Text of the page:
One of my playgrounds when I was growing up was the Philadelphia Museum of Art in the Fairmount section of the City of Brotherly Love. Continue reading
I cannot recall the one and only time I saw myself perform on television with my singing group even though it was one of the highlights of my life.
I sang bass for a Doo Wop group in the late 1960s as we appeared on the Super Lou Dance Show. We sang two songs which were recorded by a film crew. Continue reading
Alexander giggled like a schoolboy as 40 of us met in a service Sunday and quietly tried to meditate for some 30 minutes.
Wait a minute. He is a school boy. Alexander was all of 14 years old yesterday while attending the Tibetan Buddhist Center of Philadelphia along with his mother. I was sitting next to the youth and about halfway through the gathering, a sound erupted from the other side of the room. It sound like someone adjusting a metal chair on the wooden floor, but to a young mind like that of Alexander, it also sounded like someone farting. Continue reading
Want to change the way you see?
Close your eyes. Take three full breaths.
Visualize a loving moment.
Stretch out the feeling.
Extend that feeling to the entire world when you open your eyes.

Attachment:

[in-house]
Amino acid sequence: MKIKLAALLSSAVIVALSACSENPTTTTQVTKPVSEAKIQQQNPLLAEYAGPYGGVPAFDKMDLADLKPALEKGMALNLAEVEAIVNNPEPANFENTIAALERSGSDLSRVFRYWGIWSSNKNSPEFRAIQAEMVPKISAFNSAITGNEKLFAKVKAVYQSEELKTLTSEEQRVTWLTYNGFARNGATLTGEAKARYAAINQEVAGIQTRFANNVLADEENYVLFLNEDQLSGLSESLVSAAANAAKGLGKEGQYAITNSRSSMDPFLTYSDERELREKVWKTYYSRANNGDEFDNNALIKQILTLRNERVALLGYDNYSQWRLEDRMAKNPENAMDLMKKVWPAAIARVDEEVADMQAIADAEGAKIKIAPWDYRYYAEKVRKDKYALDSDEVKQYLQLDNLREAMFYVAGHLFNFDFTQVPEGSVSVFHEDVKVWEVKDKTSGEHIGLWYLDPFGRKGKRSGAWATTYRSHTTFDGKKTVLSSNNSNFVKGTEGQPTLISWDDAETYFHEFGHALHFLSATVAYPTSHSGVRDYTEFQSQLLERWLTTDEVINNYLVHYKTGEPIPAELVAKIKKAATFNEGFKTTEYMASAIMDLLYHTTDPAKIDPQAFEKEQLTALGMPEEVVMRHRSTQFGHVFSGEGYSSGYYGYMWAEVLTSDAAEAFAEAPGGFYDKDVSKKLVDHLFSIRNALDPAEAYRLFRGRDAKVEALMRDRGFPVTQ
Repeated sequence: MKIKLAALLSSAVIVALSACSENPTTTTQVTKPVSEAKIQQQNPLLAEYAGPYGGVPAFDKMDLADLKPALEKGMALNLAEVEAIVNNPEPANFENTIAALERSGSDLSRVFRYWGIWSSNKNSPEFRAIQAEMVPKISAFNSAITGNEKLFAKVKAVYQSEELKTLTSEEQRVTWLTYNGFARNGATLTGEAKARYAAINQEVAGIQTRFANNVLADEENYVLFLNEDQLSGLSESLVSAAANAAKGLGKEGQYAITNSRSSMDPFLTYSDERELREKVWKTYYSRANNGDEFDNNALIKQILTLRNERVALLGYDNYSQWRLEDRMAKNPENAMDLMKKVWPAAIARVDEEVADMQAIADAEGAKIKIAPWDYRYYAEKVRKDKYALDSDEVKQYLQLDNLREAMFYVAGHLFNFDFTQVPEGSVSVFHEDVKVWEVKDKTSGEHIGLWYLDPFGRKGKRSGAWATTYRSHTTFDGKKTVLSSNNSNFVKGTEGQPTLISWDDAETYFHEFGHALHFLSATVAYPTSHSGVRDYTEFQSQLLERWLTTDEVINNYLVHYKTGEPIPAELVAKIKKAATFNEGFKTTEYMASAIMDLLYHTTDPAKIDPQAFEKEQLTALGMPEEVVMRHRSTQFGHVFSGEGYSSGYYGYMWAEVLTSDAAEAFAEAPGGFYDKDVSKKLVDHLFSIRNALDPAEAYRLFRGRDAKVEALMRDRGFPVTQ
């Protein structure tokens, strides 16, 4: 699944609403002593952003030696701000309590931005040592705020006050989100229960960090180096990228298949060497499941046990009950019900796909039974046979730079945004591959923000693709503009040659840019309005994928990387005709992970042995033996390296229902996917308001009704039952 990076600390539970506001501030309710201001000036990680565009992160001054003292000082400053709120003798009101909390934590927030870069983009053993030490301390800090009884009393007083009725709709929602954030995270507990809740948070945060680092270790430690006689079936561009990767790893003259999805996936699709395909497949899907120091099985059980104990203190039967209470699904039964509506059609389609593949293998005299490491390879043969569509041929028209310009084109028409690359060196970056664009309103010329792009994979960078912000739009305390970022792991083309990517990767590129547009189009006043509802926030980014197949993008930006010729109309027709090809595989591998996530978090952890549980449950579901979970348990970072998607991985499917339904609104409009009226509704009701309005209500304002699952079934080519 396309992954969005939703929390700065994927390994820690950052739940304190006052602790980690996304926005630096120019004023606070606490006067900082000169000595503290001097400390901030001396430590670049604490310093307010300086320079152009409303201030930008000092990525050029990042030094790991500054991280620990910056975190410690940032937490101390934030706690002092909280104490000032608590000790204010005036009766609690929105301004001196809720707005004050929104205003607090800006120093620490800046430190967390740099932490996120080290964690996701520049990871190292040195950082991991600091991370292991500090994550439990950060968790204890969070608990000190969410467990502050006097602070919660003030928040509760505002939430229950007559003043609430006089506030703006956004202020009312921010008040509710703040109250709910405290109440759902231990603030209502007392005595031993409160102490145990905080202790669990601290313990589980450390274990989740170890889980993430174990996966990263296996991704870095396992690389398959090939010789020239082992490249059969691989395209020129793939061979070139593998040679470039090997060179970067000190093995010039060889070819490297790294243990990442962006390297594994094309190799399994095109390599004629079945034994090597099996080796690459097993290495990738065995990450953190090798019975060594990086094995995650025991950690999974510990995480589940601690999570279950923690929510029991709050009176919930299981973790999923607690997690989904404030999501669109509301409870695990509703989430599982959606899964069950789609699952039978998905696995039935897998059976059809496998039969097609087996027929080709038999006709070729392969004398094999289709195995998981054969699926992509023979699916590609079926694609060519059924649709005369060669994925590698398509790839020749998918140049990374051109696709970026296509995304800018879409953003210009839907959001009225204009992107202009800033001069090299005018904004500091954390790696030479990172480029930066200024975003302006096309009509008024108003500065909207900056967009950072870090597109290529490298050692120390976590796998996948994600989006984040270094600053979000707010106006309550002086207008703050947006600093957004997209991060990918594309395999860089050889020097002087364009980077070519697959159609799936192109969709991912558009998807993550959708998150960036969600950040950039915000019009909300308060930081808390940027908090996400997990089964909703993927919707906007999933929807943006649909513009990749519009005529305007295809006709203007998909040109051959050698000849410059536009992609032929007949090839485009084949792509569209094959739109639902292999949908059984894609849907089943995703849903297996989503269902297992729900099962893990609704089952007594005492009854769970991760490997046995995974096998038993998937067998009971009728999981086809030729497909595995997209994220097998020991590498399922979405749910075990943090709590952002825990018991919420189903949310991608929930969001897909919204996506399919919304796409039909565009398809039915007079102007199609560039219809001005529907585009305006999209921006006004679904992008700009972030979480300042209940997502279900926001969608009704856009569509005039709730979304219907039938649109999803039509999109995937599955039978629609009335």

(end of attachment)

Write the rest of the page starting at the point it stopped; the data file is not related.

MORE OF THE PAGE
Do it until you do it!
– a student of Losang Samten. Tibetan Buddhist Monk
My Uncle Mike was a grizzly white haired Greek who spoke little to no English when my father invited him to stay in our house in North Philadelphia. I don’t know if he really was a blood relative, but he was one of the meanest mother-humpers I had ever come into contact with as a child. Continue reading
I’m having fun.
I’m enjoying life and and feel a peace and calm I didn’t know I’d ever experience again. It’s like falling in love for the very first time. I look forward to each new day filled with hope and a smile for whatever life presents to me. Continue reading
I can think of no worse place to be than in a church, a temple or a synagogue when an unbidden and involuntary giggle would invade my psyche and take control of me. A “giggle,” is too mild a word: uncontrollable laughter would rise to the level of guffaws and downright knee-slappers’ right at the most somber parts of a religious service. Continue reading